For the first month, I did fine. I cut the costs I'd said I would, and even picked up a side gig pet-sitting. But months two and three proved just how little cushion I had: One of my friends asked me to be in her wedding, and I couldn't say no. Then my cat was inexplicably unable to expel a hairball — costing me $500 to surgically remove it.
All the while, I also started to realize how much I truly loved German Village, especially its proximity to friends, work, and school. By the end of the three-month simulation period, I had saved more than $1,000 — but the real takeaway was that I realized I couldn't bow out of every unplanned life expense. And there were some sacrifices I simply didn't want to make in order to own a home.
What my test run taught me
For the next three years, I continued to rent. I also changed jobs, getting a sizable raise. Thanks to the frugal habits I'd honed during the mortgage test-drive, I also saved — a lot. I bought my car in cash when the lease ended, stayed out of debt, caught up on savings and retirement, and even traveled to Europe.
Ironically, once I felt truly financially equipped to buy a home, I was able to purchase a foreclosed condo in my much-loved neighborhood — all because I waited, avoided the housing bust, and bought when the market was at a low.
Taking my potential payments on a test run ultimately helped me figure out what was important to me in a home, and taught me that it was worth the time to make a more thoughtful decision.
Embarking on the journey as a first-time home buyer is a daunting task, and your monthly payments aren't the only numbers you'll need to crunch. So I talked to a couple of experts and asked them what key financial questions potential buyers should ask themselves before deciding whether owning is the right move, right now.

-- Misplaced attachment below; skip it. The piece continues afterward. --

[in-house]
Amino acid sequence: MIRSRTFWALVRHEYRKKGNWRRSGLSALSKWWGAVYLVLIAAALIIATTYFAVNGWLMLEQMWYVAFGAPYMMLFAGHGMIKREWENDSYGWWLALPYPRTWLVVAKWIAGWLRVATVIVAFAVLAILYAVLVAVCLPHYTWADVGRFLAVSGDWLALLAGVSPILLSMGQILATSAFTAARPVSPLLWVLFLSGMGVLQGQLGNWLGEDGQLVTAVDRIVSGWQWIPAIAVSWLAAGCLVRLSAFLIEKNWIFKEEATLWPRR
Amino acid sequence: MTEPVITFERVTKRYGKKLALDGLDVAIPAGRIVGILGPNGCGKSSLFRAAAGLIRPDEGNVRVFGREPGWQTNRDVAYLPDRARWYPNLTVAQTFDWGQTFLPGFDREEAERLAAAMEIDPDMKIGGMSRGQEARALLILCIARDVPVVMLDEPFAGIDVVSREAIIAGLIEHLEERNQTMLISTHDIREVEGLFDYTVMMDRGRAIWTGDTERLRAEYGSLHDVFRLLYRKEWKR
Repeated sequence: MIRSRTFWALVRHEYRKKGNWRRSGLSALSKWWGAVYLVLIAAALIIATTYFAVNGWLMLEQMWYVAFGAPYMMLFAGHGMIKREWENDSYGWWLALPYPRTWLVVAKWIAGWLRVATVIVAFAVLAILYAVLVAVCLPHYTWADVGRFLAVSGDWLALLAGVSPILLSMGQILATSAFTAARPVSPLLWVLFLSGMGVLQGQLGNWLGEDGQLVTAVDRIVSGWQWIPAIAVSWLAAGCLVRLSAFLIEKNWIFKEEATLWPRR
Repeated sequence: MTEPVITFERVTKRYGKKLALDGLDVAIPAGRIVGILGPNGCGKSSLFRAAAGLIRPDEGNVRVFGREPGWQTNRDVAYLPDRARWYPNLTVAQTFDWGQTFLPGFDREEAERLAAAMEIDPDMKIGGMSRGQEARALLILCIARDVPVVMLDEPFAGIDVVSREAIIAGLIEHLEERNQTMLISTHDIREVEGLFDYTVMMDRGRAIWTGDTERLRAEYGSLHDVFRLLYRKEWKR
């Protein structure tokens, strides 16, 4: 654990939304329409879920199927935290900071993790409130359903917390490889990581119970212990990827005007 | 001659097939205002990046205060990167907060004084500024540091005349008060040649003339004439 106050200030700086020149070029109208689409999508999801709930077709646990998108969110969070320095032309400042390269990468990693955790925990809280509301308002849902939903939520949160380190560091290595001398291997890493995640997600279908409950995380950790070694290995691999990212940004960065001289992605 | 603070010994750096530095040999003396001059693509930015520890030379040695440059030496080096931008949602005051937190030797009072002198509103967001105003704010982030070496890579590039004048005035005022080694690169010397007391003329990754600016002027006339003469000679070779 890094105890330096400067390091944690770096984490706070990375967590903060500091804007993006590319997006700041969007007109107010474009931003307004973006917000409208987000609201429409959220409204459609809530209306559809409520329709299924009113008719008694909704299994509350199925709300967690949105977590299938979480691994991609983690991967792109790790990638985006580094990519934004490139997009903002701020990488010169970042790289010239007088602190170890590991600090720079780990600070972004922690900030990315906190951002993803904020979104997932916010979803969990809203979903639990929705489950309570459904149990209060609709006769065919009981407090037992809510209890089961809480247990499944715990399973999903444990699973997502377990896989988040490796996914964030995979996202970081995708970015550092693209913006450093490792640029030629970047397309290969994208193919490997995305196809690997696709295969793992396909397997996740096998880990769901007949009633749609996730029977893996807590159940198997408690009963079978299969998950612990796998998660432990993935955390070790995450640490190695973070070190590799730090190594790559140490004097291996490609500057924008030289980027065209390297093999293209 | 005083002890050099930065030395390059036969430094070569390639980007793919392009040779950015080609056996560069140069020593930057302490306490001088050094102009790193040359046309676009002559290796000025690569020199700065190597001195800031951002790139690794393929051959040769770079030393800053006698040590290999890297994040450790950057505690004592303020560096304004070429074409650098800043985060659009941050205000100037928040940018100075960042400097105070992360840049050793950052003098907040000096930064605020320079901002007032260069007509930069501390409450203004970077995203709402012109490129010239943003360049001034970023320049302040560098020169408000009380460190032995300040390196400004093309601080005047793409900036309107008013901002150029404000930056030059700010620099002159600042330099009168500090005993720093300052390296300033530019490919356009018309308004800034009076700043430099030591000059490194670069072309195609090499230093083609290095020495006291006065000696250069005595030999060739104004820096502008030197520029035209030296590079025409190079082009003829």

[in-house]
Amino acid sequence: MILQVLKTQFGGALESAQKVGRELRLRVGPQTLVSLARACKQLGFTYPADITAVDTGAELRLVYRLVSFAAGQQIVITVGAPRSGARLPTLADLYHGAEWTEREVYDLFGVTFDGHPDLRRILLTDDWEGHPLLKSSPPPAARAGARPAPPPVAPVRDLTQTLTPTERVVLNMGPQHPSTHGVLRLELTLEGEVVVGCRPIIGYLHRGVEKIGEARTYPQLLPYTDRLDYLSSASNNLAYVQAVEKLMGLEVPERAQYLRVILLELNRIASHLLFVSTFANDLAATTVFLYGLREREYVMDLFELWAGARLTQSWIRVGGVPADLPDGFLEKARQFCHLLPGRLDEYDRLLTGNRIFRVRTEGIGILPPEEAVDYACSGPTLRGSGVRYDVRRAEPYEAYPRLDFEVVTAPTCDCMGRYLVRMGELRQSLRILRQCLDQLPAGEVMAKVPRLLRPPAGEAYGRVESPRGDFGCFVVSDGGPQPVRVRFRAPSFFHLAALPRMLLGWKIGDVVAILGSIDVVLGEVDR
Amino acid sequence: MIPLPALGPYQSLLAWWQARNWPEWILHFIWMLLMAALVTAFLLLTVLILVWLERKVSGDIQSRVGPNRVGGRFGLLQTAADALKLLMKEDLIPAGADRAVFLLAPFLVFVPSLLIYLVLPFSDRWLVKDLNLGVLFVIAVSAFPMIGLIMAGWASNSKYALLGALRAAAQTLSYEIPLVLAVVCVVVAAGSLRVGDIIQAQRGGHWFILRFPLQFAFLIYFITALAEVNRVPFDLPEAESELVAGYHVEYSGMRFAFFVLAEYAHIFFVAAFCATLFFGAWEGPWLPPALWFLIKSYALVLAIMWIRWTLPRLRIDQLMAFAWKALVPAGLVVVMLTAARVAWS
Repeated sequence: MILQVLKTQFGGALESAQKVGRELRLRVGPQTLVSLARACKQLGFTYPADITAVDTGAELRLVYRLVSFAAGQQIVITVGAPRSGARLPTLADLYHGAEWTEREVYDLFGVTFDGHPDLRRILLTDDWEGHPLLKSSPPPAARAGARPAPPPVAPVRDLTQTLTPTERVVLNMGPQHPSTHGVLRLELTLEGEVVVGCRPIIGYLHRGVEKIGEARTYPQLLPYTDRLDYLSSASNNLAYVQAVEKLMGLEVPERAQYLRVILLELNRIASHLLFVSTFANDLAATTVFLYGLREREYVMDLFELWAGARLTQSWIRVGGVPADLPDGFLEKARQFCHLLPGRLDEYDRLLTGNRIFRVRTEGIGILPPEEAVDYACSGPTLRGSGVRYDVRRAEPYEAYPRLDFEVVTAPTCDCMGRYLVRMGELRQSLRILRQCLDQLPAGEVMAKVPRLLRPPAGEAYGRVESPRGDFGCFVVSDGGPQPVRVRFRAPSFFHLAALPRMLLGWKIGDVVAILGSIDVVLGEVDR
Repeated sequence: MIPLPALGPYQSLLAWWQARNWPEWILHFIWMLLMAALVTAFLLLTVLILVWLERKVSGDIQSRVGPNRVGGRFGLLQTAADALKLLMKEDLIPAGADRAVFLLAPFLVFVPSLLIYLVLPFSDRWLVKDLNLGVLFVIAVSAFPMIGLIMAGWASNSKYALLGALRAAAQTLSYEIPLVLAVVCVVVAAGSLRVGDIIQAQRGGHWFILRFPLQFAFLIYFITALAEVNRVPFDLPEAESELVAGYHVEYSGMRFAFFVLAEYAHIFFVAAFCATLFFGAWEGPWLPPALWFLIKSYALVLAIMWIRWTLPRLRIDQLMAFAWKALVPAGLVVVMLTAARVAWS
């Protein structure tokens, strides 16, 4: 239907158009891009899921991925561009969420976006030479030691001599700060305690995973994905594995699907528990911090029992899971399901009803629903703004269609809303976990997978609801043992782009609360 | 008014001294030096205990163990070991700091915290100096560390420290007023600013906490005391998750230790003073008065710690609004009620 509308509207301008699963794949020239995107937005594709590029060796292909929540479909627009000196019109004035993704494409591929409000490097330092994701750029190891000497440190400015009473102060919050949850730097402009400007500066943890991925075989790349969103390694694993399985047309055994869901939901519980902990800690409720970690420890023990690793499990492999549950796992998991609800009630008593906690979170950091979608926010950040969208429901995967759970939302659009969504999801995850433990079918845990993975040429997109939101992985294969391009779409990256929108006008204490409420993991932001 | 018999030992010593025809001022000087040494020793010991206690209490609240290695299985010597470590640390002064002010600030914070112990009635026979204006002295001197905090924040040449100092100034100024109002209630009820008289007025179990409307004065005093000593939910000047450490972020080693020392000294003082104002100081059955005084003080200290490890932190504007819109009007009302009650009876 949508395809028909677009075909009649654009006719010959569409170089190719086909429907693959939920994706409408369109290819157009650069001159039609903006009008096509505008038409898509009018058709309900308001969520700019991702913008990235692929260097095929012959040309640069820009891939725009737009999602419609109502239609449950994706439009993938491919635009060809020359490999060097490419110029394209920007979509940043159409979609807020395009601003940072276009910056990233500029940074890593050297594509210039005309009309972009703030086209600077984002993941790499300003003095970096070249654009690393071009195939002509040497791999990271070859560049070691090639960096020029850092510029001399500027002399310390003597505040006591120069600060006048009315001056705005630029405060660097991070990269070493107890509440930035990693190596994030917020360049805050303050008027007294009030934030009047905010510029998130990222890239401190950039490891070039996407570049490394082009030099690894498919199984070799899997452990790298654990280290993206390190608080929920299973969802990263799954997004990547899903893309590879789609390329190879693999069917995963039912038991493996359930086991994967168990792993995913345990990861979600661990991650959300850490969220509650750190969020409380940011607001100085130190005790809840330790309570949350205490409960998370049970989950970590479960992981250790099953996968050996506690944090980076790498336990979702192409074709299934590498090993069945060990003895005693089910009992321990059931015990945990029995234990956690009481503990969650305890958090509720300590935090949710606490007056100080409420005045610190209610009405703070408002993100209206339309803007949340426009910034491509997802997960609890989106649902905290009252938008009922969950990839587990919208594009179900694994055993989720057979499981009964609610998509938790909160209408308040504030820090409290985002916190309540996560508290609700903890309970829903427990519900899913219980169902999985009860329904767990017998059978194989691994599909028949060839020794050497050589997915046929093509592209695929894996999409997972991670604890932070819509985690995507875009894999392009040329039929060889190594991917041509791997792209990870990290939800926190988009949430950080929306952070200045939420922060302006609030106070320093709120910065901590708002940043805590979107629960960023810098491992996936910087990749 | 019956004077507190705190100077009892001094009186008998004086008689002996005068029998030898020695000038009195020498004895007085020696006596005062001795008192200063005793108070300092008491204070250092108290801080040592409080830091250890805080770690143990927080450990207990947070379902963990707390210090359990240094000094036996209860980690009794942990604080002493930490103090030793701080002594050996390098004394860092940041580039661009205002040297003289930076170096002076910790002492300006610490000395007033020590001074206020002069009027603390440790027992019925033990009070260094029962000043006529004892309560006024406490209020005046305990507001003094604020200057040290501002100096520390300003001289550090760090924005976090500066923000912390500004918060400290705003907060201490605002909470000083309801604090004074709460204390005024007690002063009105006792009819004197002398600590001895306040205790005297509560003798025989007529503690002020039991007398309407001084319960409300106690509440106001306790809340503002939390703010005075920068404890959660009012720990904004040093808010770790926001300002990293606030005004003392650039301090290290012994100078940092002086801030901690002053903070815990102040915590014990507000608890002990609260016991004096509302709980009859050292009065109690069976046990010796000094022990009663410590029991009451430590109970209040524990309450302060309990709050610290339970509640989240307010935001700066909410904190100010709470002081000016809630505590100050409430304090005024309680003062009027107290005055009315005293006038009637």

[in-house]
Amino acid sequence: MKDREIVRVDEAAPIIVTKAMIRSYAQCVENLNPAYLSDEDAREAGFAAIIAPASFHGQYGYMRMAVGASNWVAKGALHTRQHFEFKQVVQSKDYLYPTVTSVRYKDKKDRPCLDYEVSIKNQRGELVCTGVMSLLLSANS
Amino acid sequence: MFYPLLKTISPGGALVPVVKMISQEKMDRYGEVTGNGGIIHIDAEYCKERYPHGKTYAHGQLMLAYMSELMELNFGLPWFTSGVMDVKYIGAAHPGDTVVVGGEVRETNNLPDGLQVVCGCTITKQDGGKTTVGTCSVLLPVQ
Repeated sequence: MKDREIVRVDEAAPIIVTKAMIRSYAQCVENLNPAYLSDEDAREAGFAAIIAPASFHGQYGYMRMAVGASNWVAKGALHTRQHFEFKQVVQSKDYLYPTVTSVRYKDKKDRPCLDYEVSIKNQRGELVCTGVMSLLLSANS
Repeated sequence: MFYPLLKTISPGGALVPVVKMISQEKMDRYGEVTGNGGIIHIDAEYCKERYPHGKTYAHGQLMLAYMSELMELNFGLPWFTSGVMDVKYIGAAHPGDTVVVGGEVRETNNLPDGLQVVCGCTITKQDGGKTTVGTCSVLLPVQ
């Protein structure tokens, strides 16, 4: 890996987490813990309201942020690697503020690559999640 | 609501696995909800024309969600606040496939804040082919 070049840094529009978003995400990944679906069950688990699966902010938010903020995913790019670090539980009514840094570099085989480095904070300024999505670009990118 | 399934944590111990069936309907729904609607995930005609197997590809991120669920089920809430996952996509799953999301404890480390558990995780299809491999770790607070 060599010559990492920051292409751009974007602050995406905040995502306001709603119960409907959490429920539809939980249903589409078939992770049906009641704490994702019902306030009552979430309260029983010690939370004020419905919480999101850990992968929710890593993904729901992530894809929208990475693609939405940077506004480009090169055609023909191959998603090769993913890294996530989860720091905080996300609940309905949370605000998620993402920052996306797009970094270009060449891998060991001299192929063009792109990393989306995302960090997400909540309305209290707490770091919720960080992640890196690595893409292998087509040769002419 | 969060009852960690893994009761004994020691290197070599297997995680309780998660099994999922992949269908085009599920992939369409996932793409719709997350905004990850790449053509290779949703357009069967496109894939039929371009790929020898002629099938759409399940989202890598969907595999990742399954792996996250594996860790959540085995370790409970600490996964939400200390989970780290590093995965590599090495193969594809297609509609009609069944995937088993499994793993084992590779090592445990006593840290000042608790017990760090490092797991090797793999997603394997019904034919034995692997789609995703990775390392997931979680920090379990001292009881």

Is my credit report in good shape? Approximately 80 percent of credit reports have errors — many of which can cause your loan to be unjustly denied, according to Brian G. Murphy, manager and senior mortgage planner at Colorado-based Front Range Mortgage, LLC.
So check your credit report at least three months prior to applying for a home loan, and do not close old accounts, consolidate lines of credit, or pay off old collections during that time. All of that can lower your credit score, which impacts what you'll pay for a home loan.
How much can I get prequalified for? You should be able to figure this out in a 20-minute call with a lender. Just keep in mind that rules enacted to prevent another housing crisis have made it harder to qualify for mortgages.
"New lending regulations have changed the debt-ratio requirement for some loans, which may impact the consumers' ability to get a loan," says Richard Whitman, vice president of mortgage lending for Texas Trust Credit Union.
Do I understand the total cost? As my experience proved, the cost of homeownership comes down to more than just chipping away at the principal. There's also the interest, taxes, and insurance to think about. The terms of the mortgage — its length and whether it has a fixed or adjustable rate — will also have a bearing on what you'll ultimately pay. And you'll have to stay on top of fees for private mortgage insurance (if required), closing costs, and titles and appraisals — not to mention maintenance costs, especially if you have a yard or a pool. Make sure you have at least six months built up in an emergency fund to provide a financial cushion in case you have any larger-than-expected home maintenance expenses.
And don't forget about the "earnest money" you'll have to hand over once the offer on your home is accepted, Murphy says. This is a good-faith deposit you make to show the seller that you're serious about the offer, and it goes toward your down payment once the transaction is finalized.
How long will I be in my home? Consider whether the house you'll buy today still works for your life at least five years from now. And don't rush to purchase just because of market demand. "It's not uncommon to see 10 to 15 homes before making an offer," Murphy says. "And it may well take two to three offers before you make it to contract."